Sunday, January 22, 2017

Grease Is The Musical Word

Grease, as Frankie Valli informed us, is the word. It is also, among other things, the time, the place, the motion. Just at present, as in today, the time is seven this evening, the place is Palma's auditorium, and motion is, well, "Grease".

The musical is in town, as it is from time to time and in other towns. "Frozen" has been with us, the musical versions of "Tarzan" and "Peter Pan" have been doing the rounds, and more or less at any time of the year one can find Michael Jackson stepping out in a musical format, to say nothing of course of "Mamma Mia".

While Mallorca has its imported musicals, what, if anything, has Mallorca contributed to the world of musicals? Well, if you go back to the fourteenth century, you'll find that religious musical theatre provided dance at the Cathedral. It might not have been "Grease", but Grease wasn't the word back then.

The various folk dance groups, such as the cossiers and cavallets, are classified by music scholars as having been part of this musical theatre tradition, so in the case of the cavallets - an import from Barcelona - this tradition was alive from the first half of the fifteenth century. A different form of musical theatre was that of the authorities. Hence, from the fourteenth century there were the minstrels and drummers of the Sala de la Universitat in Palma, the precursor to the Ajuntament.

Much of this early music was tied up with the church. The Cathedral was, for example, to acquire its own band of minstrels, and the church pretty much held a stranglehold through the liturgical dramas that had originated in mediaeval times. What broke the mould was the emergence of what might be described as the first genuinely popular musical theatre tradition. But one uses the word "popular" advisedly.

In the seventeenth century the zarzuela appeared. This genre of operatic drama was essentially a Spanish development of "masque" theatre that had originally been developed in Italy and been transported to Spain by the early sixteenth century. The zarzuela went further than the masque in that drama was incorporated into the music, but though it is described as having embraced "popular" elements, it was a theatre for the nobility. The first performance of a zarzuela is said to have been for the royal family in 1657 at the Prado palace in Madrid. Its lyrical content was by Pedro Calderón, attributed with having invented "old zarzuela".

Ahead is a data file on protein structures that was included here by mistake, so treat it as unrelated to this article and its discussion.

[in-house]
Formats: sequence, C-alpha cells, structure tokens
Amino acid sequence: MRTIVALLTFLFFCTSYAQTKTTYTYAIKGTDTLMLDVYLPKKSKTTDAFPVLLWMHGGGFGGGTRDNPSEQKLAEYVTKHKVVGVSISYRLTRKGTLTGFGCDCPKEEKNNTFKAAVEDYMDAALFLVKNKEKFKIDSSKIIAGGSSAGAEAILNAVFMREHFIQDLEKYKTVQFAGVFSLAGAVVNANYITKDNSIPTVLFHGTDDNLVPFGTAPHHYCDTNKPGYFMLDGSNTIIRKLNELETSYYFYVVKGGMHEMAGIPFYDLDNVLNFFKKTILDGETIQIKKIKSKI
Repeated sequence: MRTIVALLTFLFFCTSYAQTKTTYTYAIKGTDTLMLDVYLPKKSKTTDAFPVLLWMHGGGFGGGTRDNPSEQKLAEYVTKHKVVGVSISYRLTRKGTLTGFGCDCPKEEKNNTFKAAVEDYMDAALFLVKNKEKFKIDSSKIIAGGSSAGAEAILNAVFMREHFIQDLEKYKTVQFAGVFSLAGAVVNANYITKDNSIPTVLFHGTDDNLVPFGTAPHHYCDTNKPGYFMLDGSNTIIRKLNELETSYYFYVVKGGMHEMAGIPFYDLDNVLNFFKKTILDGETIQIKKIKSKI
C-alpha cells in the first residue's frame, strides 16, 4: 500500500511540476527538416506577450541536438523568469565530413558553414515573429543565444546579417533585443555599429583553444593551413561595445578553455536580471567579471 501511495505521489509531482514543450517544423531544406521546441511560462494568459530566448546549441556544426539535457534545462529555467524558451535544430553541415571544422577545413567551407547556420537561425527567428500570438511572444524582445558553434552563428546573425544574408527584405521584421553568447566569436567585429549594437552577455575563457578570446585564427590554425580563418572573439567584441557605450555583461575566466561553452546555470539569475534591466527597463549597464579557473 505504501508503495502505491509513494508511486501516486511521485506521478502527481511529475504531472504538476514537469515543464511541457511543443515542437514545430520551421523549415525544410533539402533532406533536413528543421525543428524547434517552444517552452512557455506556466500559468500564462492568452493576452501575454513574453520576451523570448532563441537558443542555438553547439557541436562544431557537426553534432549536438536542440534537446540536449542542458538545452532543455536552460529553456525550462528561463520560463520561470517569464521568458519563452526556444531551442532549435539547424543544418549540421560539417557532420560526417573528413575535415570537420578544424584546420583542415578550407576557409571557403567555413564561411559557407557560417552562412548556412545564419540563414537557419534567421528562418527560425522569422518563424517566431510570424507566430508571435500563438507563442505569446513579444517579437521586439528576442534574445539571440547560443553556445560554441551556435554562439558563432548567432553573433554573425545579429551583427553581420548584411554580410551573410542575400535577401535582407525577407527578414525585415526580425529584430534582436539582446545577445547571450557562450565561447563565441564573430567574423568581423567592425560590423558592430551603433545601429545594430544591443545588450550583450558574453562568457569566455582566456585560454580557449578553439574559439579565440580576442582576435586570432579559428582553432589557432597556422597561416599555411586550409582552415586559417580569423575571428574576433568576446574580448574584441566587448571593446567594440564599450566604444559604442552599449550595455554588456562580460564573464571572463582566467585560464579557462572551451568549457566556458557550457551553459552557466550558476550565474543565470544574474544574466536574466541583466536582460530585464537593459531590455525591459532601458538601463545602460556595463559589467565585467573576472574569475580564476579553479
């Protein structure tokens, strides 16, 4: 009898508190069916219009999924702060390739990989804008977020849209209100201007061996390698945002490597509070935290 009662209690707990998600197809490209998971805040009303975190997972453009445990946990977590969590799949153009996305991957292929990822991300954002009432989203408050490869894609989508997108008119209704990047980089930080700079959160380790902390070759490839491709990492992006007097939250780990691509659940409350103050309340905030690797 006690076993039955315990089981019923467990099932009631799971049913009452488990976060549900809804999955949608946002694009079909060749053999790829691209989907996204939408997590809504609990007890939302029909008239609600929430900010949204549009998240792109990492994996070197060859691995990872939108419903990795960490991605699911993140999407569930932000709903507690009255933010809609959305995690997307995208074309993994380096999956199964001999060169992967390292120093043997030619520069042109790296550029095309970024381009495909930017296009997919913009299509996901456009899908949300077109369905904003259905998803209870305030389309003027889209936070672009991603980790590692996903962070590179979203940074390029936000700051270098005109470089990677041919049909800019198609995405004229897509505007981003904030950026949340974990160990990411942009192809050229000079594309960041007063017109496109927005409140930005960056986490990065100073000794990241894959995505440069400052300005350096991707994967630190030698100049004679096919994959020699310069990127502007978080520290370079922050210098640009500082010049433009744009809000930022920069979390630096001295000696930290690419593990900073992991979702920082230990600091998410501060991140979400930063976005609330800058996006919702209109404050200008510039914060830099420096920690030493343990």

The zarzuela was typically a comedy. It was to breed its own in-jokes and in-fighting, such as with "La comedia nueva o el café", a work by Leandro Fernández which mocked the efforts of another author of zarazuelas. As far as Mallorca was concerned, there were no notable authors. The zarzuela nevertheless found a place in Palma for the island's nobility. And that was at La Casa de las Comedias. Opened 350 years ago, it became the Teatre Principal, and following the "Bourbonisation" of Mallorca in the early eighteenth century, the essentially Bourbon tradition of the zarzuela took hold on the island and was to eventually be Catalanised as the "sarsuela".

By the nineteenth century, though, certain names were appearing who were to have a major impact not only in Mallorca but also on the mainland. Vicenç Cuyàs i Bores, born in Palma in 1816, wrote the romantic opera "La fattucchiera". Sung in Italian, its first performance was nevertheless to be considered one of the most important events in Spanish nineteenth century opera. Another name was a contemporary of Cuyàs, Francesc Porcell i Guàrdia, whose "El trovador" carried the subtitle "the first Spanish lyrical drama".

As for something that might be described as a musical, in the tradition of Broadway or Hollywood, there was to be no such development of any great significance. The Franco years were an era when the very Spanish concept of the zarzuela found greatest expression, and when music in Mallorca began to liberate itself in the sixties: it looked to pop, to folk and the Catalan "new song".

There is now, however, a fairly flourishing scene of homegrown musicals which pop up at local auditoriums and theatres. But there's nothing that competes with the imports, the made-over versions in Spanish or Catalan or sometimes in the original English. Grease is the word, and is likely to remain the word.

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